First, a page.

Last Updated on September 22, 2021
Chef Angel Barreto grew up listening to stories of other lands. With his father in politics and his mother in the military, his taste for travel was cultivated from an early age. In particular, Barreto dreamed of Korea.
“I would hear stories of my mom talking about her time when she was stationed in a town of Korea…how things were so much different from here in the United States, like the funkiness of walking down the street and seeing people making kimchi on the street or eating some of the street foods.” Barreto’s appetite for travel and new flavors was always cultivated as his mother would often cook dishes that conjured memories of her time abroad.
While Chef Barreto had originally planned to follow his father’s footsteps in working for The White House, the call of the kitchen was too strong and he found himself in culinary school instead. Barreto was classically trained and worked for a variety of restaurants but his interests strongly lay in Asian cuisine. He began to teach himself how to cook with Thai and Korean flavors and sought out learning opportunities with other local chefs within that cuisine.
Barreto honed his skills to the point of entering and winning a culinary competition hosted by the Korean embassy. “My mother and father have always instilled in me that where you’re born doesn’t define you or make you who you are. You are beyond your surroundings, you can be so much more. That’s what pushed me to do a food that’s not necessarily tied to my culture and my upbringing.”
Barreto eventually joined forces with the award-winning Fried Rice Collective group in Washington DC to open a new restaurant named Anju, a modern Korean pub, meaning food consumed with alcohol. Within days of opening, Barreto’s cooking at Anju received critical acclaim and it quickly became one of the top dining destinations in Washington, D.C.
While the pandemic slowed the restaurant down, they’re still one of the top takeout spots in the city. “The great thing about Anju is that we’re not necessarily traditional or 100 percent modern, so I have the freedom and luxury to go wherever I want to go and do some of the esoteric Korean dishes that I love.”
For Angel, it’s all about building from the core value of a dish. “It has to have some sort of basis in Korean food. We do our research on it and then we will do our own twist,” he says. “My goal is to really push and expand people’s minds…it’s a great way to introduce people to great foods.”
Anju’s Ssam Board is one of their best-known dishes.
The word “ssam” in Korean implies “wrapped.” Ssam Boards are usually platters of grilled proteins with an assortment of leafy vegetables like lettuce for wrapping the meat within along with an assortment of toppings and sauces. It’s the perfect family meal; low maintenance and brings the family together to share in one star dish that has a variety of flavors. All you have to do is marinate your choice of ButcherBox meat and serve it with some sides for a complete meal.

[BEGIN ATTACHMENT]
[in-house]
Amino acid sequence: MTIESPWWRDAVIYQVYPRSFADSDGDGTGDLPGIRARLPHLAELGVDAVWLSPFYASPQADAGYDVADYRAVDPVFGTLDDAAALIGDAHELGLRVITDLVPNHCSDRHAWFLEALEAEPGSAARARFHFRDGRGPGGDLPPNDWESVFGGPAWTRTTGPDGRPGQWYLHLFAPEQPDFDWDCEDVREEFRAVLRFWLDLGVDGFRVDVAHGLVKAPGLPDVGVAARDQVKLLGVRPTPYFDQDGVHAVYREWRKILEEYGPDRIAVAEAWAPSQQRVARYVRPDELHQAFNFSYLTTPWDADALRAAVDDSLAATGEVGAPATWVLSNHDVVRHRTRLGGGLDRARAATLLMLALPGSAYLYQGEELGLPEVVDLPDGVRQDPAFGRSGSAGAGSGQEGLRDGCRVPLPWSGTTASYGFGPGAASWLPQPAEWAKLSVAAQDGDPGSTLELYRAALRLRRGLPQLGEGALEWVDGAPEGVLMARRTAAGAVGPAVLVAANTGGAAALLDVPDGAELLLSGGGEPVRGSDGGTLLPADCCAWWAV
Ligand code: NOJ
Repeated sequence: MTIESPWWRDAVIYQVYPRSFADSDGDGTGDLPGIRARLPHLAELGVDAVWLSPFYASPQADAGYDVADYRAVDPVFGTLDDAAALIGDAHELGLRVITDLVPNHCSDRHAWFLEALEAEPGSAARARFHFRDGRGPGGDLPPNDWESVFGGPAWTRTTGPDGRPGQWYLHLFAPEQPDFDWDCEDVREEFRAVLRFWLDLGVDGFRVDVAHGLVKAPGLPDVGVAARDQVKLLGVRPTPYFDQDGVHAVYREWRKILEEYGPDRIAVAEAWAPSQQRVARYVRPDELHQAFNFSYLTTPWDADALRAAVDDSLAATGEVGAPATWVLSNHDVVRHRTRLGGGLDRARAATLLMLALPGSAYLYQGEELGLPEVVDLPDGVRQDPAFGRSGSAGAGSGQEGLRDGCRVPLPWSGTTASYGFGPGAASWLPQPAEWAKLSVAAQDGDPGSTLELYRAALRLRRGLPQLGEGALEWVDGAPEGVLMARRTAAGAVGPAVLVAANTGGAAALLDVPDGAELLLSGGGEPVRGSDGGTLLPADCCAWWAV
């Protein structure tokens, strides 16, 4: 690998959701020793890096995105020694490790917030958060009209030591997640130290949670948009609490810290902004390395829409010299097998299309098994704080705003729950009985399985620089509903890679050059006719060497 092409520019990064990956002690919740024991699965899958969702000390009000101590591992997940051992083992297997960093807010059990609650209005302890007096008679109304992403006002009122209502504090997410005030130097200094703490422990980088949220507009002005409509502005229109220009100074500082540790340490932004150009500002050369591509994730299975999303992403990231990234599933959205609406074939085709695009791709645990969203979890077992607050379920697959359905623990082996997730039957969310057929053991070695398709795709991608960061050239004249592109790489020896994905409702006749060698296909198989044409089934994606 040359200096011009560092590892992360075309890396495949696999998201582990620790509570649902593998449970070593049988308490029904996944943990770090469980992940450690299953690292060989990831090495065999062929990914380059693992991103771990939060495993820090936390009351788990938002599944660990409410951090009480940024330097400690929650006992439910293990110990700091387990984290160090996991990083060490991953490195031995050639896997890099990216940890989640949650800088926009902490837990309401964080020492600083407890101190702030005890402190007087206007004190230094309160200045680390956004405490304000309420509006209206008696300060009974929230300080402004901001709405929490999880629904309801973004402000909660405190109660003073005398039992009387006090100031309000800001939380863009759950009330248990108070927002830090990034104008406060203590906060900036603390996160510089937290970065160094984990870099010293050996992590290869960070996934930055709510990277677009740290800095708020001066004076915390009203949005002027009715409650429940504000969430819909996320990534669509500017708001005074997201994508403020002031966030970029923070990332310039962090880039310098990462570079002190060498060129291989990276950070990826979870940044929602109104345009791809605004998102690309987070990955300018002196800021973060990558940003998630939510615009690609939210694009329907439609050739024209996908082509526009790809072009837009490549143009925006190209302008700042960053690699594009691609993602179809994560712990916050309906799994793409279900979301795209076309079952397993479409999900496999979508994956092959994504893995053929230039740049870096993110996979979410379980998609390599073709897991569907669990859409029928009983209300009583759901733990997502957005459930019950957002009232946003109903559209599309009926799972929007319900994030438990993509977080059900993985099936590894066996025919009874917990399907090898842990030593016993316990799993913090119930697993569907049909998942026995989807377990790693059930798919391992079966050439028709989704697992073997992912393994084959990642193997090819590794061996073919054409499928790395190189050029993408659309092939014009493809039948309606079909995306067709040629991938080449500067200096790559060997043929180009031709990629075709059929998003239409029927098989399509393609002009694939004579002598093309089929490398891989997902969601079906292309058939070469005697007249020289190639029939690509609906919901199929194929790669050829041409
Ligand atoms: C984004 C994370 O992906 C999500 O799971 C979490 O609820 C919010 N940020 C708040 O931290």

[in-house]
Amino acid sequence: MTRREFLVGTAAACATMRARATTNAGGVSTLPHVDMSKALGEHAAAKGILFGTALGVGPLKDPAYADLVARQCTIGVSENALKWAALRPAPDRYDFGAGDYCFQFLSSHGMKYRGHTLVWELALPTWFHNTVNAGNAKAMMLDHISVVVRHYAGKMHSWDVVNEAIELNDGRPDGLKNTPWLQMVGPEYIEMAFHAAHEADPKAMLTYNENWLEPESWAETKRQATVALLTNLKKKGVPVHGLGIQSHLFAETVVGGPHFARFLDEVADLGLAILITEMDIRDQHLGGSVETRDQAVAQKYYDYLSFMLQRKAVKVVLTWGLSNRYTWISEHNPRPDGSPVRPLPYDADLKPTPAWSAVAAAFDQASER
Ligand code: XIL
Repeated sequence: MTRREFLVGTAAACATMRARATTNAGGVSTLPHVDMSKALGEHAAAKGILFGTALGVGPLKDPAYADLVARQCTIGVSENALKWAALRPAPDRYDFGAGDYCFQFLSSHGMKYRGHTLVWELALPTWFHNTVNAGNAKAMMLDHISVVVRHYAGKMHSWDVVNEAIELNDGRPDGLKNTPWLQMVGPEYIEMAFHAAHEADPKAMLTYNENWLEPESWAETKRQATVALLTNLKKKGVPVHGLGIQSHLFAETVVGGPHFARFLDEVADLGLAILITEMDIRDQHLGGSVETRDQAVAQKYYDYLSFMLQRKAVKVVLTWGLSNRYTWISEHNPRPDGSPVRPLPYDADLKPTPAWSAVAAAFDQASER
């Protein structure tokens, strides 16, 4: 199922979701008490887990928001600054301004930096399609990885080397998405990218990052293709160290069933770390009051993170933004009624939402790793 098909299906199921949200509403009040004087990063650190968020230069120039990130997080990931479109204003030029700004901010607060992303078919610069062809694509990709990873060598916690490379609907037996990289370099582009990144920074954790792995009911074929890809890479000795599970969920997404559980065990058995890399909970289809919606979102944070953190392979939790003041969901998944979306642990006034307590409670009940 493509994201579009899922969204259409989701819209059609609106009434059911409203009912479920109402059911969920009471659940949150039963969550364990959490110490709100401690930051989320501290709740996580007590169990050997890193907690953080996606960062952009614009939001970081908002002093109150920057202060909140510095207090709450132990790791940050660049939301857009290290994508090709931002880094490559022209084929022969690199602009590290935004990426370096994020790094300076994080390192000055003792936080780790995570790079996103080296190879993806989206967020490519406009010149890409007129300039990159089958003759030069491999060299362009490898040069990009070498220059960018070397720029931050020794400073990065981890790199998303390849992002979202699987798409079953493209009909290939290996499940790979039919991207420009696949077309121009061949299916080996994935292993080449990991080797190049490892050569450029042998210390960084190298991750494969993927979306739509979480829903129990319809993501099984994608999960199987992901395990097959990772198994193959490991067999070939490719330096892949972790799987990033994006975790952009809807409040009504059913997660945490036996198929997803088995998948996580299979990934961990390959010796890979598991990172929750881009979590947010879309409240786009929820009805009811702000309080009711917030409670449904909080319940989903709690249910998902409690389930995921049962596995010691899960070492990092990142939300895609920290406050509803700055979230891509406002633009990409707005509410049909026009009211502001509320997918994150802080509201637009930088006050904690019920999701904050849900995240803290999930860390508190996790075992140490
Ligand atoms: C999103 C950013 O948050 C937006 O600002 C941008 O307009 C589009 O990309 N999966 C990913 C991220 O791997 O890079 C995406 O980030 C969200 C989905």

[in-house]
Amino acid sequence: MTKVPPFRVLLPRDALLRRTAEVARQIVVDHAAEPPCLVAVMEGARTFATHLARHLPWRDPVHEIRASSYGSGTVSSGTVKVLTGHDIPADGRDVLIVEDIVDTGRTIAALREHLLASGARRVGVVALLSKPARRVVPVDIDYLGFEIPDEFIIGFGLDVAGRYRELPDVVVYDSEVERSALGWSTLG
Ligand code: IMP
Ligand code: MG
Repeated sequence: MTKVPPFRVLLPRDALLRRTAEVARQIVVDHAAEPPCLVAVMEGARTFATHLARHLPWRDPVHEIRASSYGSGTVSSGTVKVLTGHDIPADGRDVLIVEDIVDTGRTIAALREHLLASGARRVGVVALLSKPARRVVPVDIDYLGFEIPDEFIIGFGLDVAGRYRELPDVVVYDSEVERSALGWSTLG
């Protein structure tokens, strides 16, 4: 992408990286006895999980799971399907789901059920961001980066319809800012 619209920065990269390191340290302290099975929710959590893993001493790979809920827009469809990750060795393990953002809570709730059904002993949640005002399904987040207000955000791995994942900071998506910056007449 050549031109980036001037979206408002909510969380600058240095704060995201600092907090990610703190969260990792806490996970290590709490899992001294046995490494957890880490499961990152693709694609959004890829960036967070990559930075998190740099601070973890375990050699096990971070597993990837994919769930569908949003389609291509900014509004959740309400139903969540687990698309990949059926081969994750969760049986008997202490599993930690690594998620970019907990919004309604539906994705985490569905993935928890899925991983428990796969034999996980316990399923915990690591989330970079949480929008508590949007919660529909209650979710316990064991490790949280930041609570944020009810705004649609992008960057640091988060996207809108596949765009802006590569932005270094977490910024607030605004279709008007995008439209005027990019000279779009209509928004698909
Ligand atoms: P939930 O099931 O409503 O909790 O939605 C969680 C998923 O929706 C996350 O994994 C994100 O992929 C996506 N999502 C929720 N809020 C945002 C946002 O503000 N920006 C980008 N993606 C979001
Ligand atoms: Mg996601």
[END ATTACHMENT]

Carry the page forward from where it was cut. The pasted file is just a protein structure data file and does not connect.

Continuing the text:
“Kalbi Marinated” Flank Steak
- 3 pounds flank steak
- 1 small onion peeled and quartered
- 9 cloves peeled garlic
- 1 2- inch piece fresh ginger peeled and cut into coins
- 1 Asian pear cored and quartered
- 1 cup light brown sugar
- 1 cup light soy sauce
- 1 12- ounce can of Sprite
- ½ cup mirin rice wine
- ¼ cup sesame oil
- 1 tablespoon freshly ground black pepper
- 1 small jalapeno pepper roughly chopped
- 4 tablespoons toasted sesame seeds
- 1 bunch scallions chopped into thin rounds (white and green parts)
- 3 tablespoons neutral oil for cooking
- Clean any silver skin left on the flank steak by running your knife carefully under the thin milky white membranes on the meat. Take caution to not cut too deeply. Discard the membrane.
- Use a tenderizing mallet, work the meat in a zigzag pattern hitting all the spots till there are tiny punctures evenly throughout the skirt steak. Flip and repeat.
- If you don’t have a tenderizer, use a fork to puncture holes in a zigzag pattern and repeat the process as you would with a mallet. Set the skirt steak aside in a bowl or Ziploc bags.
- Make the marinade: Combine the onion, garlic cloves, ginger coins, brown sugar, soy sauce, Sprite, mirin, black pepper, sesame oil, black pepper, and jalapeno pepper together in a blender, secure the lid, and blend until smooth and combined. Transfer to a large bowl and add the sesame seeds and scallions.
- Add the steak to the bowl, cover, and refrigerate overnight.
- When you’re ready to cook, heat the oven to 350°F. Remove meat from bowl and discard marinade.
- Place a cast-iron skillet over medium-high heat. When hot, add the oil. When the oil is shimmering and hot, add the steak and cook for 3 minutes. Flip and cook for 2 minutes.
- Place skillet in the oven and cook for another 2 to 5 minutes. Remove from oven and rest for 3 minutes before slicing.
Sabrina Medora brings a unique voice and a diverse perspective to food writing. Born in Canada, she spent her formative years across continents with stints in Mumbai, Singapore, and New Jersey, all while staying connected to her Parsi roots; known for their celebration of food. Thanks to this upbringing, she is a skilled recipe developer specializing in Indian and pan-Asian cuisine.
With a Master’s in Creative Writing from The University of Chicago, her passionate and thoughtful pieces have appeared in award-winning publications including Food & Wine, Heated, Eater, Plated, The Kitchn, Wine Enthusiast, and more. In 2018, she launched Un-Plated: a national multimedia platform dedicated to celebrating the little-known stories and unsung heroes of the restaurant industry.